Coronavirus: the Italian city that won the battle against “asymptomatic carriers”

(Image: © Roberto Silvino/NurPhoto via Getty Images)

The Italian town, which reported the first death of Covid-19, managed to suppress the infection by testing the entire population. The report in Vo’Euganeo, in the Veneto region, shows the risk of asymptomatic carriers.

(Image: © Roberto Silvino/NurPhoto via Getty Images)

Vo’ Euganeo, a small town of fewer than 3,500 inhabitants in the Veneto region that recorded the first death from coronavirus in Italy, has become an example to be followed in the battle against Covid-19: the town has managed to reduce the number of infections due to the massification of diagnostic tests, as shown by a report by the University of Padua.

Thanks to the study, which was conducted in collaboration with the authorities of the Veneto Region and the Red Cross, the 3,300 inhabitants of Vo’Euganeo were checked twice whether or not they had symptoms of the disease.
The scientific research started on 6 March when at least 90 were infected in Vo’Euganeo and no new infection has occurred in recent days.

Researchers were interested in studying the virus, its propagation mechanisms, and risk categories, but were able to establish the significant role of asymptomatic carriers in its transmission.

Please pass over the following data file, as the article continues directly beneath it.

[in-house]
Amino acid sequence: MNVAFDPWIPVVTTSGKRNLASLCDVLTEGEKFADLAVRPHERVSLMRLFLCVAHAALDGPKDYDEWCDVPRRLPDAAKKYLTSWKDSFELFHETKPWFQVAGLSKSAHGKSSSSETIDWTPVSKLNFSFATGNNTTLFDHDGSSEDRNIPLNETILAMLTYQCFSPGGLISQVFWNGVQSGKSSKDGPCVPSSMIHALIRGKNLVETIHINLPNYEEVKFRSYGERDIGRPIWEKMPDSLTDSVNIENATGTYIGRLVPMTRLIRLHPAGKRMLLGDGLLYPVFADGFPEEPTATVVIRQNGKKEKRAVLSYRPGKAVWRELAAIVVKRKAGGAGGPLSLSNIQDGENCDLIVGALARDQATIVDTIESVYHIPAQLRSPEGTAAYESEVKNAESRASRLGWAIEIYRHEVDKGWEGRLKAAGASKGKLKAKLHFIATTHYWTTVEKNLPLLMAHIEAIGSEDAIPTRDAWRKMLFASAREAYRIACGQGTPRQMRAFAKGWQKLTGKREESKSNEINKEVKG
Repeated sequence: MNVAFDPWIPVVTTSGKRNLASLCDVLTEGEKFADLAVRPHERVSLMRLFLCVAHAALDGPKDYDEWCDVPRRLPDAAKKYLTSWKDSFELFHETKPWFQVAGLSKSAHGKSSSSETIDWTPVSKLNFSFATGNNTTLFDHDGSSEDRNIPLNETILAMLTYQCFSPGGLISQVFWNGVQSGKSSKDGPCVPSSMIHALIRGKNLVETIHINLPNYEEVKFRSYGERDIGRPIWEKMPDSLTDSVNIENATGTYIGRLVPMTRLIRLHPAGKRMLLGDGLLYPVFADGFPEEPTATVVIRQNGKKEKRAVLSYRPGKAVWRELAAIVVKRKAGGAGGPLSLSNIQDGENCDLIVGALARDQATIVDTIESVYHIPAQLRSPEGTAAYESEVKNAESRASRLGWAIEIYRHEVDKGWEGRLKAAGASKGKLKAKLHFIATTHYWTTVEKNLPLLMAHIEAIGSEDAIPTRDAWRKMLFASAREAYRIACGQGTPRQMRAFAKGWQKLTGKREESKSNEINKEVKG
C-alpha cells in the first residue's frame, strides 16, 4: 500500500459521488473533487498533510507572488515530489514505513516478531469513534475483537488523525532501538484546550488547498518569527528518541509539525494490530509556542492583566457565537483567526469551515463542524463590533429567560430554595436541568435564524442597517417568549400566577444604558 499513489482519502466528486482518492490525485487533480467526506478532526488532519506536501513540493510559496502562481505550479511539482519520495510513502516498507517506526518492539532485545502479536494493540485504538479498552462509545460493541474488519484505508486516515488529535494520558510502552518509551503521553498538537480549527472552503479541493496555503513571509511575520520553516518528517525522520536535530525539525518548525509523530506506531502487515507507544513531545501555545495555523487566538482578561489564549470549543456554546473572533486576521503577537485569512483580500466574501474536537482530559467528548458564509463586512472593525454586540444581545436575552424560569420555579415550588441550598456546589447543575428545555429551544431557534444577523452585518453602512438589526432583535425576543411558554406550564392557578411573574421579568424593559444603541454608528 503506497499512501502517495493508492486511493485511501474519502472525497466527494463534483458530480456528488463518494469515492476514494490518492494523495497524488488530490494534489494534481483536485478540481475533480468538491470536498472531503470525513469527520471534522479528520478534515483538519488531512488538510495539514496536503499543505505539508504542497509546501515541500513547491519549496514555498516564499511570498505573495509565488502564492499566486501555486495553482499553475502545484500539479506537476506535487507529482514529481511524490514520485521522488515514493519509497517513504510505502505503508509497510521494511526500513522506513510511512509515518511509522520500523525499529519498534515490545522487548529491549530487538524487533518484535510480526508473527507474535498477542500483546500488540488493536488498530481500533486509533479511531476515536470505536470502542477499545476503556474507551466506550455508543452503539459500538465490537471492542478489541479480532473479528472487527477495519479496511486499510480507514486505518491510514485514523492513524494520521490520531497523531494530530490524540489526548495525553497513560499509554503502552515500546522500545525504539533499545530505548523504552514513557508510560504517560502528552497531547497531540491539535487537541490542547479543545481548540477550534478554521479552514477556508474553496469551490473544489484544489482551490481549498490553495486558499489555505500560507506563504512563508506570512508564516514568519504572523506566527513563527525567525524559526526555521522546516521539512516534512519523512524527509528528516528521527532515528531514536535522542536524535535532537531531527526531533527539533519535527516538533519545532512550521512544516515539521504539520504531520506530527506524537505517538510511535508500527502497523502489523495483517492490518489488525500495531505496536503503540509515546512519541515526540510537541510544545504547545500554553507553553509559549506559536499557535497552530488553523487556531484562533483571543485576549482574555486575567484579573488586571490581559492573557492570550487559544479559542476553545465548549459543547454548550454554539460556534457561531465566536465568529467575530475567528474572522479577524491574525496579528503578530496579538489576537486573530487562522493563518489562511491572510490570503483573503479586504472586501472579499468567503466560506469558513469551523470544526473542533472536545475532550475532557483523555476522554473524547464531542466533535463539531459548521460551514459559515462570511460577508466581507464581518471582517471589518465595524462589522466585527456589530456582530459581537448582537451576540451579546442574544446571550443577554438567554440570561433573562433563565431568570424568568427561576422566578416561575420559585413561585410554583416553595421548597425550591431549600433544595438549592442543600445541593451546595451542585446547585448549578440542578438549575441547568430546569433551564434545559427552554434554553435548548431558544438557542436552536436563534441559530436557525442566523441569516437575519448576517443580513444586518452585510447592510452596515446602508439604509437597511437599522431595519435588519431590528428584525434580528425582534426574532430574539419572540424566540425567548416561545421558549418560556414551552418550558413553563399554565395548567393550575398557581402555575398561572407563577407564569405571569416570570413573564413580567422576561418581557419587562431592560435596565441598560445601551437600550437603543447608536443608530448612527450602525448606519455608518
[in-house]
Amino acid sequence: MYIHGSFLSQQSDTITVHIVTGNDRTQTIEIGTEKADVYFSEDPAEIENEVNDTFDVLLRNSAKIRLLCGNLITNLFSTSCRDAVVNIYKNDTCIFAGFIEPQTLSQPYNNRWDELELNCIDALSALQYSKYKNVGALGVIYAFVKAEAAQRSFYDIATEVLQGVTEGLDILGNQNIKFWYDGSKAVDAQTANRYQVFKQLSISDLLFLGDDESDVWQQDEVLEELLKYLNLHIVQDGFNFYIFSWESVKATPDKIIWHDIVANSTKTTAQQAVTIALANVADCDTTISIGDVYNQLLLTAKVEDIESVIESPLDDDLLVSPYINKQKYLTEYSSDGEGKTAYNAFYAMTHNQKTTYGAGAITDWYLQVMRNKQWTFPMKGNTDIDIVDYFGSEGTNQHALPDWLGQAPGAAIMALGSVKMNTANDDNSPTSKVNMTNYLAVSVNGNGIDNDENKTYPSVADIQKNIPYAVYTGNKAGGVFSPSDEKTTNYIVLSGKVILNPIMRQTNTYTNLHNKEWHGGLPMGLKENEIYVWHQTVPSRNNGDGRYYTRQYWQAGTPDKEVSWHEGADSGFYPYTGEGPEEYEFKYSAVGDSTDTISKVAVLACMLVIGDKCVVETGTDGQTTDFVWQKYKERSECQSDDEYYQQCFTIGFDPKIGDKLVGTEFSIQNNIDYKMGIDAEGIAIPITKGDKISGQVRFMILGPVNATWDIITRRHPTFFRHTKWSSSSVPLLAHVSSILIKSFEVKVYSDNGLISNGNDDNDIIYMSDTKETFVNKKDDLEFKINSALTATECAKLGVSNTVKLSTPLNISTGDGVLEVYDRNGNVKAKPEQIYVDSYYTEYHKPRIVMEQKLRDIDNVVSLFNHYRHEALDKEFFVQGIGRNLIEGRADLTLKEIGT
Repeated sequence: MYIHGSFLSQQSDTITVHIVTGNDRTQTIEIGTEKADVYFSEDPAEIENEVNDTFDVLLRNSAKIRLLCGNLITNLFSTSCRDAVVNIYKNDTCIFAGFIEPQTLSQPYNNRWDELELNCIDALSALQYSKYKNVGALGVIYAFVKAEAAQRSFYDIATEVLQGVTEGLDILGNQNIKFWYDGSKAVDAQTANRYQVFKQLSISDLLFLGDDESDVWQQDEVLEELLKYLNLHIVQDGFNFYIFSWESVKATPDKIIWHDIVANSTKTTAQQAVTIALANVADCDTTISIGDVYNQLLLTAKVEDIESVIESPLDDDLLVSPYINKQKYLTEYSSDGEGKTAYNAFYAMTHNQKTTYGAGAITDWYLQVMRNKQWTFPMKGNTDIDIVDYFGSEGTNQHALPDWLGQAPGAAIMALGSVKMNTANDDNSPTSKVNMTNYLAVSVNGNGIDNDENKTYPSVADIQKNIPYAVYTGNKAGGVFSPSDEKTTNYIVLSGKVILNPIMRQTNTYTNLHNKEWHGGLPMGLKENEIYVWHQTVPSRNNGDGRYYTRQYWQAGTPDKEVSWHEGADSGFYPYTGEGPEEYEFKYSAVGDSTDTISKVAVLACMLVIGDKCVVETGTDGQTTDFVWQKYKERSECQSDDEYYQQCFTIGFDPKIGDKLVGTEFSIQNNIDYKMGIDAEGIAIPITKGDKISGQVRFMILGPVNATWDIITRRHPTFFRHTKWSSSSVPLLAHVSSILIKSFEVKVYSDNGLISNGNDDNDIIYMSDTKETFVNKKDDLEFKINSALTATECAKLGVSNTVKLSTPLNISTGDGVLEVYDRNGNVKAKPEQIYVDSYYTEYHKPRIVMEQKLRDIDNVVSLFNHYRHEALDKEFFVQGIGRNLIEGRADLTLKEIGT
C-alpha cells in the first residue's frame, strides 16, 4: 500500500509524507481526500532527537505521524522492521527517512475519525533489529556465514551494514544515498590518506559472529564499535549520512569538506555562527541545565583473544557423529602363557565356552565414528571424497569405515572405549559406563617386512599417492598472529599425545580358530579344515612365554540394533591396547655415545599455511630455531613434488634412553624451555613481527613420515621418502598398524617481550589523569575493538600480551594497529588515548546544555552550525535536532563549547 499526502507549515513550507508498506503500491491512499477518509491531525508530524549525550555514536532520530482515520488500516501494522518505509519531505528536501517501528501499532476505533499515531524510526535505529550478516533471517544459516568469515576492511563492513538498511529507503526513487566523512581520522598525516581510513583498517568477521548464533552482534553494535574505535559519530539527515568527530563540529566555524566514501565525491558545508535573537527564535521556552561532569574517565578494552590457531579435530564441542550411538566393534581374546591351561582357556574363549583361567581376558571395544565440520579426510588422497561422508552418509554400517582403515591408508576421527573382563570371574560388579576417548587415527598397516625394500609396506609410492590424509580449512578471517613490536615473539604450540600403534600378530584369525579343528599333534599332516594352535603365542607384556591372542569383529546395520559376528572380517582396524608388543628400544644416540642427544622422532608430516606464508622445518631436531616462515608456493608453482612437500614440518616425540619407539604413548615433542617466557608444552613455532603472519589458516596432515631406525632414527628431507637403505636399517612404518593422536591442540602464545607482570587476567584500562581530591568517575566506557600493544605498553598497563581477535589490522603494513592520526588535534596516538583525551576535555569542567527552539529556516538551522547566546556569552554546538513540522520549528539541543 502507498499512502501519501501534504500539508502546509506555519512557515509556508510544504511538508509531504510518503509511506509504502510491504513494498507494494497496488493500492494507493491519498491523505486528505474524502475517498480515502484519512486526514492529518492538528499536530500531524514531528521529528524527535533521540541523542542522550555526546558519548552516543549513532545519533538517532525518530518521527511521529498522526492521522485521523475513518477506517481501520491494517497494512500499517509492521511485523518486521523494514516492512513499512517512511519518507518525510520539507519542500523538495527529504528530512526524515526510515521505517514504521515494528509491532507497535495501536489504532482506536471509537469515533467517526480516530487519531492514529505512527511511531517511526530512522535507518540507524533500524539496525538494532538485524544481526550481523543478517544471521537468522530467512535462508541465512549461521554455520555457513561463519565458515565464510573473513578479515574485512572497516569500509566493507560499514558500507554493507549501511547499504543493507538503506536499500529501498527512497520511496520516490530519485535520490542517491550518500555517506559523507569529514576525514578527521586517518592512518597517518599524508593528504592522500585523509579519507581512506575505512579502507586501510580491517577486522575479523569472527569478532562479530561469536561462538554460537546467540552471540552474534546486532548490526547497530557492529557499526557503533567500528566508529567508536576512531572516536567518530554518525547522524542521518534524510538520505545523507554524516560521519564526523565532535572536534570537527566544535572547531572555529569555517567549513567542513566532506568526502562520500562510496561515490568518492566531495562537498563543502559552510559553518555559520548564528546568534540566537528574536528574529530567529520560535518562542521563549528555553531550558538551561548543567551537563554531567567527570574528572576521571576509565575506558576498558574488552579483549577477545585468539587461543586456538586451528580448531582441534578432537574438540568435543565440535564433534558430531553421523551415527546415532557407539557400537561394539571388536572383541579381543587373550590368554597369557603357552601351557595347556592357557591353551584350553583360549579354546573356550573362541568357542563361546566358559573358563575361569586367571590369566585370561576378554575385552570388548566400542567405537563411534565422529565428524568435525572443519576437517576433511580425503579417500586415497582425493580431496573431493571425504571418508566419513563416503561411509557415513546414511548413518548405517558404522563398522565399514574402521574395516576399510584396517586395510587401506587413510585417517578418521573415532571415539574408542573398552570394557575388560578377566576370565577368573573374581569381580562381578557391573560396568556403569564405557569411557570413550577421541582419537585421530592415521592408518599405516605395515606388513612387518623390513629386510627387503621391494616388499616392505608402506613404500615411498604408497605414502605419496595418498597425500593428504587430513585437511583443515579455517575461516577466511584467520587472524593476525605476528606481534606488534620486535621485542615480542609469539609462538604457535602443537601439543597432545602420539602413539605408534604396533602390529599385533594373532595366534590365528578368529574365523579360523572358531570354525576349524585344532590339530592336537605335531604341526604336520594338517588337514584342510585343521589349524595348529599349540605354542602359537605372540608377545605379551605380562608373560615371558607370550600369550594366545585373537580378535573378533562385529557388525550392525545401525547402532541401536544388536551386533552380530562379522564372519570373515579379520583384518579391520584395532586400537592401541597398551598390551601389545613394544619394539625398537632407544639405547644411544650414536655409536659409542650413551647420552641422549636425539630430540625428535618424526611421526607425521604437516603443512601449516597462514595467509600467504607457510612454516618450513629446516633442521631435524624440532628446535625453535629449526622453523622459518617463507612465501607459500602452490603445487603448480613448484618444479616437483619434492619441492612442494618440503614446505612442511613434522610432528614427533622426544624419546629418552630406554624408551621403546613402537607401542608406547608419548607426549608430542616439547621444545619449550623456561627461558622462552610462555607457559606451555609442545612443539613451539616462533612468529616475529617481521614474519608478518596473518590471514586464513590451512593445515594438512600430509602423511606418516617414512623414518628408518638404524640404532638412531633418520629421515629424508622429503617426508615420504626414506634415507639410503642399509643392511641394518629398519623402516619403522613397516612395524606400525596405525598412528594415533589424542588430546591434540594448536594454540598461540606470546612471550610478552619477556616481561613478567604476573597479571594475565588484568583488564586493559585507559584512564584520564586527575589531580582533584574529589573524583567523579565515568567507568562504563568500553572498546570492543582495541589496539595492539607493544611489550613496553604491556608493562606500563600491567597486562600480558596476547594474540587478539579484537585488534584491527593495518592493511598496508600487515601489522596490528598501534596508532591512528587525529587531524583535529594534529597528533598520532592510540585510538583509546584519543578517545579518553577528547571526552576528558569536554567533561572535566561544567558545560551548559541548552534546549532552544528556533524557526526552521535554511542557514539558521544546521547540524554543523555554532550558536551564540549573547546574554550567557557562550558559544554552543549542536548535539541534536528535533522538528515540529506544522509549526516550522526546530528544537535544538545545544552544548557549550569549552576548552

As one of the researchers, Director of the Chair of Diagnostic Microbiology and Virology at the University of Padua Andrea Crisanti, told the Wall Street Journal, his team was trying to contain the epidemic because they detected, removed and isolated asymptomatic carriers (that if they had not been isolated, they would have transmitted to others).

As per the media reports, the Governor of Veneto, Luca Zaia, of the more than 3,000 tests carried out in Vo ‘ Euganeo, 66 positive results were found and he was isolated for 14 days. it was after that time, six of them continued to conduct a positive check.
According to the report, most of the asymptomatic carriers were young, but not all.

“In Vo’ Euganeo, due to the total isolation of infectious subjects, the total number of patients decreased from 88 to 7 within 7 to 10 days,” Romagnoni continues. “What is even more important and valuable and shocking is the observation that the isolation of the infected (symptomatic or not) was not only capable of shielding others from contagion but in fact appears to prevent the evolution of the disease in infected subjects since the recovery rate in infected and isolated patients was 60% in just 8 days.”

Governor Zaia boasted that his policy to monitor more than any other area in the world is part of his success in controlling the disease. Compared to what he said, Veneto, which has 5 million people, is going from 3,000 tests a day to more than 11,000.

The WHO has not proposed compulsory testing of the population for the time being.


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